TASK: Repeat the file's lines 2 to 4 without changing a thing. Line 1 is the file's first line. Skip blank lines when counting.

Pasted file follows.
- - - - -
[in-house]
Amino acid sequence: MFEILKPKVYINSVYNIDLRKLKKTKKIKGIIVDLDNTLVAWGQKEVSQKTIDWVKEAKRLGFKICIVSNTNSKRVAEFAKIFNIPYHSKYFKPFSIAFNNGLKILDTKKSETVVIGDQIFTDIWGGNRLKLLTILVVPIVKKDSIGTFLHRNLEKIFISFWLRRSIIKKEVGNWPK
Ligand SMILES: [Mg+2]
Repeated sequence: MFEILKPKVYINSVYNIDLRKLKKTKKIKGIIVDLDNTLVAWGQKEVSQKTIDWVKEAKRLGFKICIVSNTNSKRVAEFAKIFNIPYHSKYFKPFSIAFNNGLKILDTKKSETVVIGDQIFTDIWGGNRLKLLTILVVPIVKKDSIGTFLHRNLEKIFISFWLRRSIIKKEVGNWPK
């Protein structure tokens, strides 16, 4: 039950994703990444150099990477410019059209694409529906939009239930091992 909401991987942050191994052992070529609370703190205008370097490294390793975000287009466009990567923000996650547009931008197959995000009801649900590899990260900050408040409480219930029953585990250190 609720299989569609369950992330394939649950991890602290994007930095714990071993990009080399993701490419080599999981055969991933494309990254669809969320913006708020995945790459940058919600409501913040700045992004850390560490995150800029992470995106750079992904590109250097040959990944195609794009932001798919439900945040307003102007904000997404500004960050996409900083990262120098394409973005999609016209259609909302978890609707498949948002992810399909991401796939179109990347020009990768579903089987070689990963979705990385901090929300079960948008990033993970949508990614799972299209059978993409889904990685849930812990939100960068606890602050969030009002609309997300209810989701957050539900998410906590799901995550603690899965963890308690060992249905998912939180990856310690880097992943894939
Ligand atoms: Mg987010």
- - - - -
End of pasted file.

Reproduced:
Amino acid sequence: MFEILKPKVYINSVYNIDLRKLKKTKKIKGIIVDLDNTLVAWGQKEVSQKTIDWVKEAKRLGFKICIVSNTNSKRVAEFAKIFNIPYHSKYFKPFSIAFNNGLKILDTKKSETVVIGDQIFTDIWGGNRLKLLTILVVPIVKKDSIGTFLHRNLEKIFISFWLRRSIIKKEVGNWPK
Ligand SMILES: [Mg+2]
Repeated sequence: MFEILKPKVYINSVYNIDLRKLKKTKKIKGIIVDLDNTLVAWGQKEVSQKTIDWVKEAKRLGFKICIVSNTNSKRVAEFAKIFNIPYHSKYFKPFSIAFNNGLKILDTKKSETVVIGDQIFTDIWGGNRLKLLTILVVPIVKKDSIGTFLHRNLEKIFISFWLRRSIIKKEVGNWPK